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The embattled Hong Kong Chief Executive Leung Chun-ying, who has refused demonstrators’ calls to resign, has appointed his deputy Carrie Lam to carry out negotiations with the leaders of the protest movement.
The groups of demonstrators however continued blocking the central government offices in Hong Kong's Admiralty district on Friday, the first working day after two-day public holidays.
A TASS correspondent reported from the scene that the protester numbers have dwindled, while certain groups of activists continue blocking the key streets in various parts of the city, disrupting the traffic.
In downtown Hong Kong, over 100 schools, as well as offices, shops and banks, have been closed. The Hang Seng Index declined sharply by more than 240 points at the Hong Kong Stock Exchange on Friday morning.
On October 2, the deadline set in an ultimatum delivered by leaders of the Hong Kong protest movement to the Chinese authorities, demanding the resignation of Chun-ying, expired. The massive protests, involving thousands of people, mainly Hong Kong citizens and students, entered their eighth day on Friday.The protesters demand democratic election in Hong Kong, a special administrative region, which was handed back to China by Britain in 1997 under a "one country, two systems" formula, guaranteeing it autonomy and freedom of speech.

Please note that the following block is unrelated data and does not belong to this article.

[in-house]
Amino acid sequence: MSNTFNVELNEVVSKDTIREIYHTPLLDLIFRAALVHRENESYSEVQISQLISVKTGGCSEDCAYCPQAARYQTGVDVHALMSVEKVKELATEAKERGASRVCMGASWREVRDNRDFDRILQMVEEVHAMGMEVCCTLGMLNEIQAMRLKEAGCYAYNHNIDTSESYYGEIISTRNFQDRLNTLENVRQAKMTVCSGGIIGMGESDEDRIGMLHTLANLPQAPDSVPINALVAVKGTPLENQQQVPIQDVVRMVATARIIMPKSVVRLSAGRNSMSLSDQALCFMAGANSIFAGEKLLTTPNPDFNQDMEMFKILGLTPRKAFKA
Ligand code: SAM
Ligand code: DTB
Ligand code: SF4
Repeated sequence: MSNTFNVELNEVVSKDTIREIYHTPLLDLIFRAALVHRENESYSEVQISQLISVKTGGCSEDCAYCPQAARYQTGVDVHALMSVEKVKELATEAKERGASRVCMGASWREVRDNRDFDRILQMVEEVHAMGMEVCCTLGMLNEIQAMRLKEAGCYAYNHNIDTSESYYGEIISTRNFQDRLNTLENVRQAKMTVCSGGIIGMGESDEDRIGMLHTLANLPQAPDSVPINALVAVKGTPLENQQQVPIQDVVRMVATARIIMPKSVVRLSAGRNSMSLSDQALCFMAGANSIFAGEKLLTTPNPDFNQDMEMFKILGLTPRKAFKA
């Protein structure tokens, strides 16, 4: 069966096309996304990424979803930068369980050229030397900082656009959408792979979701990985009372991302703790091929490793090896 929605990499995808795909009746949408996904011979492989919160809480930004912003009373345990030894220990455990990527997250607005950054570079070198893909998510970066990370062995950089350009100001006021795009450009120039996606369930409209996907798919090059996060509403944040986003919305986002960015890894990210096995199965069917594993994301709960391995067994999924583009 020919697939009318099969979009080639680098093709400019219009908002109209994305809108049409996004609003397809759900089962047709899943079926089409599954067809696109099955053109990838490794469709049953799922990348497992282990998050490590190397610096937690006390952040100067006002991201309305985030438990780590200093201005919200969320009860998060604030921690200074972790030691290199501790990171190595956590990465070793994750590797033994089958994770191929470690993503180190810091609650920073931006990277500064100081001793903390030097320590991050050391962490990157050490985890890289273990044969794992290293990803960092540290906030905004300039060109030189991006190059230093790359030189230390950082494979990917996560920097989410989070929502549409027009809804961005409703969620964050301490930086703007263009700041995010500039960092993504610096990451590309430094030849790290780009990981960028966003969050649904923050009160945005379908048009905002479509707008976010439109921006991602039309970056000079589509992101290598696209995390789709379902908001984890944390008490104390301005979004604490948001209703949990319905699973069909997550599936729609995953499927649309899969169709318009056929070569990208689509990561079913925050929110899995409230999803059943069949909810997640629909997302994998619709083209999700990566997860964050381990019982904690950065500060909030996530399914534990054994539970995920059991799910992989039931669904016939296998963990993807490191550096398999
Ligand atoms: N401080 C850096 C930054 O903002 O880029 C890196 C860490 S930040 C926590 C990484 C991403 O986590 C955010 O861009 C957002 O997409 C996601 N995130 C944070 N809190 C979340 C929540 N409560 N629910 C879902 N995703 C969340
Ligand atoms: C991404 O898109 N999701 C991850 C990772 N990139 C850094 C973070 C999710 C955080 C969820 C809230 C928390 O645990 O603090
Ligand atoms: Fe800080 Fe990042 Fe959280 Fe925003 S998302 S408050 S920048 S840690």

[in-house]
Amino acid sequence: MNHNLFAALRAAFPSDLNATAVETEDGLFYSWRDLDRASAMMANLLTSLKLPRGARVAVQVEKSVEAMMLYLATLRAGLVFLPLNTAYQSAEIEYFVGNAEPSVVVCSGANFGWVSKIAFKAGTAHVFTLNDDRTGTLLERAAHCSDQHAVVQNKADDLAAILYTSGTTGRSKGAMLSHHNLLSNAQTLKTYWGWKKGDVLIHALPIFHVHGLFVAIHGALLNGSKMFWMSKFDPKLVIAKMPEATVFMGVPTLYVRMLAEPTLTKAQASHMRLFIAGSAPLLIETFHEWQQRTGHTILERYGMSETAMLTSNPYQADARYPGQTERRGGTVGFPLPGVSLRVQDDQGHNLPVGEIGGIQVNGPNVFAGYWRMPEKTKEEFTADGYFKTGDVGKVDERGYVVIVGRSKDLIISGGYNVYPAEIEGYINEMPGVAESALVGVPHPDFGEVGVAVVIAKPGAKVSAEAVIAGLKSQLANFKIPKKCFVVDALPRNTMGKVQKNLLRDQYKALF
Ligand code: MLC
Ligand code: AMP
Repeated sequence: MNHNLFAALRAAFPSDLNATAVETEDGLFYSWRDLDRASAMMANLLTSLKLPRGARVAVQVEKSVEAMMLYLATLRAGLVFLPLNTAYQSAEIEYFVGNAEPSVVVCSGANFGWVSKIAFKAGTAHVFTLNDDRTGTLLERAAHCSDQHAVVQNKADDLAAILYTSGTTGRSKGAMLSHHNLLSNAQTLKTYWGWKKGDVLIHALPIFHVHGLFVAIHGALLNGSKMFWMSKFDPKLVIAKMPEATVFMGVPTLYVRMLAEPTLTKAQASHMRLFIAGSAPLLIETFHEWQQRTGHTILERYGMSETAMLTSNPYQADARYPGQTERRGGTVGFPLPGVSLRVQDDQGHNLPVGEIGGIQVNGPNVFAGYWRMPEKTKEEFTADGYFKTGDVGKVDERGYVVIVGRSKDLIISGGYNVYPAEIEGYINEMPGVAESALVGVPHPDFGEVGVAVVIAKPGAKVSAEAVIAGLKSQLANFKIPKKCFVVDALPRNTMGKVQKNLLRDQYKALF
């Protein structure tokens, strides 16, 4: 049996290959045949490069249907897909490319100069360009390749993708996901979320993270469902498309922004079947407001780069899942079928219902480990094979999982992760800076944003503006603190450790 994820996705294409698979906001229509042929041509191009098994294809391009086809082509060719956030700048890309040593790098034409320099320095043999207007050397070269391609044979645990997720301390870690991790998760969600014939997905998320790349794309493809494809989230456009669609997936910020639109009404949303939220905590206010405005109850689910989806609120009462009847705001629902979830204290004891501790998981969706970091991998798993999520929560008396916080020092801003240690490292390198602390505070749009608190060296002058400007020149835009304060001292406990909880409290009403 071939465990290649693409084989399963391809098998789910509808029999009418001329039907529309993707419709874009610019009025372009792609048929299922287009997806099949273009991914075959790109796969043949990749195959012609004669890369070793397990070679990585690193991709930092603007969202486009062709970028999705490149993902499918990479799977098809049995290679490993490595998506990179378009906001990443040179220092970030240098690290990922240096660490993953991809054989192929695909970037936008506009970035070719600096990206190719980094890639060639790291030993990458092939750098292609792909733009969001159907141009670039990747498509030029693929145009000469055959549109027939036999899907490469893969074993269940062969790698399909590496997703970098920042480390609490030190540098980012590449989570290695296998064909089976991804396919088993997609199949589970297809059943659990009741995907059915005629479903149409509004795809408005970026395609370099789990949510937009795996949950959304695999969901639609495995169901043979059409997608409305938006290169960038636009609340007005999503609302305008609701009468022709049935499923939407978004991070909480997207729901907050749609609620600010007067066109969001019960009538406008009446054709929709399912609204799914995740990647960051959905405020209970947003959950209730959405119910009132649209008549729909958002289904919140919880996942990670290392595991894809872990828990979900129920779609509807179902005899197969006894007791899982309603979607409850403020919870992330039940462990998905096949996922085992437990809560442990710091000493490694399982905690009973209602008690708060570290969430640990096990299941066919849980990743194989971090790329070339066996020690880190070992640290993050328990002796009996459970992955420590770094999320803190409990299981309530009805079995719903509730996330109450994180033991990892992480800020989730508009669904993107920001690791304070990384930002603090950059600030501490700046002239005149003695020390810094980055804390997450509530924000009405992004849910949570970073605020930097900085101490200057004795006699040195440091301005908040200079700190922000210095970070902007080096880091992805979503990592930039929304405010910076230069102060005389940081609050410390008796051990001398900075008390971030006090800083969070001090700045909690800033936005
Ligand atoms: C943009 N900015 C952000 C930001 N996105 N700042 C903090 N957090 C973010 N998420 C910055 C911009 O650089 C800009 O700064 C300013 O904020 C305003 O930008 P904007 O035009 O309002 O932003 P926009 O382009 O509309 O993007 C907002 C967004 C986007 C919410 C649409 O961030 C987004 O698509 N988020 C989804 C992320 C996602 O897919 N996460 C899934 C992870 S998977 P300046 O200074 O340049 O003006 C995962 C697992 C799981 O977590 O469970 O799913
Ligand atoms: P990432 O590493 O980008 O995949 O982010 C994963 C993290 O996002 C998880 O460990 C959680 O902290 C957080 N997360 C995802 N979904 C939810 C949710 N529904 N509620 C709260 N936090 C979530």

China’s authorities have for the first time allowed the citizens of Hong Kong to have the right to elect the chief executive on condition that there are no more than three candidates and they need first to be approved by the nominating committee controlled by Beijing.
The opposition maintains that these restrictions do not allow pro-democracy candidates to participate in the elections. Chun-ying has argued that this is a step towards democracy.
The movement has been already labeled "the Umbrella Revolution" for the umbrellas that many people are holding to protect themselves from pepper spray and tear gas as well as to cope with oppressive heat.